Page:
Saturday, June 25, 2011

Respect Customers with Fixed Pricing

The respect found in a palace or temple.
     Wired has published a piece about a retailing innovation introduced by Alexander Turney Stewart in 1846—price tags. A. T. Stewart’s Marble Dry Goods Palace in New York City was unusual because of its huge size, offering both luxuries and commodities in the same store, and what is thought to be the first use in America of street-level plate-glass display windows.
     And those respectful price tags on the products. Mr. Stewart believed that the hard negotiating over price—at the time, the prevailing practice in NYC stores—left enough bad feelings among shoppers to interfere with customer loyalty. Most consumers viewed themselves as less skilled at haggling than were the retailers, who did it repeatedly each day, and so the consumers frequently came away feeling they’d been exploited.
     The Wired article says the introduction of fixed pricing was largely responsible for the rapid growth of Mr. Stewart’s retail enterprises. In 1862, he opened the Cast Iron Palace, which occupied a full city block.
     Although A. T. Stewart was a retailing pioneer in NYC, the attractiveness of fixed pricing began taking hold in London about 70 years earlier. Some retail historians consider Flint and Palmer’s, a clothing and drapery shop located on London Bridge, to be among the first merchants in Europe to maintain a no-negotiating policy. James Lackington’s Temple of the Muses, also in London, brought fixed pricing to book selling. Again, these retailers found that shoppers preferred this style of pricing. Even eBay says that fewer than one-third of their sales are currently being made via an auction format.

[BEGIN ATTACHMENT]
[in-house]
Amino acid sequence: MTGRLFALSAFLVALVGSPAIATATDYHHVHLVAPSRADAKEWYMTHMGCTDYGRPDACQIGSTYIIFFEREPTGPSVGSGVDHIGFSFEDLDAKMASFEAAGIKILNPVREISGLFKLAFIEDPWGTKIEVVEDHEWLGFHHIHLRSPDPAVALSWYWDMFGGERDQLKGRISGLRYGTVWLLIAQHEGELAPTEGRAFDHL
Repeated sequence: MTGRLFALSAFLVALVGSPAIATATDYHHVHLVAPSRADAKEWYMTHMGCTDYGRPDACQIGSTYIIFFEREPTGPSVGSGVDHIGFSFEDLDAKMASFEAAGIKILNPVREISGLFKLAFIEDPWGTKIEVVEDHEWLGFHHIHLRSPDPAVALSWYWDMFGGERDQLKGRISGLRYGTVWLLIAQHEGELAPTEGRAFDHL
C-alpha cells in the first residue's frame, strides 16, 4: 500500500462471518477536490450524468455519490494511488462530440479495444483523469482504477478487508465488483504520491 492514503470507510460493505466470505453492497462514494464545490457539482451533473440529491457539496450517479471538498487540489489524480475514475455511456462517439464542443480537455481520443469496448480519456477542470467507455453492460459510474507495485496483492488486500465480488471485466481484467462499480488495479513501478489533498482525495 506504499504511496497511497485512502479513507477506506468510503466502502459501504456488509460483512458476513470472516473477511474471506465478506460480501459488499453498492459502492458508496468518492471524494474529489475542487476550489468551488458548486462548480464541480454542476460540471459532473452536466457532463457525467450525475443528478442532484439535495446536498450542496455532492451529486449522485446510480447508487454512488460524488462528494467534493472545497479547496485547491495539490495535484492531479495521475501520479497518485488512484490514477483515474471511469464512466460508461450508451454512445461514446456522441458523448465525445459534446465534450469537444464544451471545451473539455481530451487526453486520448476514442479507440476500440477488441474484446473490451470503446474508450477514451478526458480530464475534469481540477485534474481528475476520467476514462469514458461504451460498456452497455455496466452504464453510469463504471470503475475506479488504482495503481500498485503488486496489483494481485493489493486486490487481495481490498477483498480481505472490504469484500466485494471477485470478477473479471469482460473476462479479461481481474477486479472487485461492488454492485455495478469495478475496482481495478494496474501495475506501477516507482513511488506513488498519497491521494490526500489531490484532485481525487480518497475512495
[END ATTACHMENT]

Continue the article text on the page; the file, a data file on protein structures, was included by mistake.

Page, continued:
Fixed pricing helps move shoppers beyond fixating on price. And moving beyond different fixed pricing on each single item is parity pricing, where a group of similar alternatives are all offered at the same price. Northwestern University researchers find that consumers are more likely to purchase certain types of items when presented with parity pricing because it eases the decision process. It is most effective as a selling technique with items for which the prospective buyer considers the purchase to be risky. This might be because the buyer believes the price to be high, which involves financial risk.
     Some shoppers won’t like parity pricing because they use price to make their decisions. Some shoppers will be attracted to the excitement of negotiating. But the evidence is that, overall, fixed pricing rules.

Click below for more:
Move Shoppers Beyond Fixating on Price

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